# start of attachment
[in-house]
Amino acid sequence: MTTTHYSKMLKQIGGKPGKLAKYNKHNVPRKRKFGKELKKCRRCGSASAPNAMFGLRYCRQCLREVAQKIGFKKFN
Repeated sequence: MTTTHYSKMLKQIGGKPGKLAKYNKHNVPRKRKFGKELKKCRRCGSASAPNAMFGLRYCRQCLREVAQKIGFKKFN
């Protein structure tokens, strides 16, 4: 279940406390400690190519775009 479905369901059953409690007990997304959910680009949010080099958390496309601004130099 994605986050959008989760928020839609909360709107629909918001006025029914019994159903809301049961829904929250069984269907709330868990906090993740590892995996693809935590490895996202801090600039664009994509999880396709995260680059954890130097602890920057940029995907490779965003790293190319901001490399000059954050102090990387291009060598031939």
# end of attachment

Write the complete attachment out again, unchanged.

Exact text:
[in-house]
Amino acid sequence: MTTTHYSKMLKQIGGKPGKLAKYNKHNVPRKRKFGKELKKCRRCGSASAPNAMFGLRYCRQCLREVAQKIGFKKFN
Repeated sequence: MTTTHYSKMLKQIGGKPGKLAKYNKHNVPRKRKFGKELKKCRRCGSASAPNAMFGLRYCRQCLREVAQKIGFKKFN
């Protein structure tokens, strides 16, 4: 279940406390400690190519775009 479905369901059953409690007990997304959910680009949010080099958390496309601004130099 994605986050959008989760928020839609909360709107629909918001006025029914019994159903809301049961829904929250069984269907709330868990906090993740590892995996693809935590490895996202801090600039664009994509999880396709995260680059954890130097602890920057940029995907490779965003790293190319901001490399000059954050102090990387291009060598031939």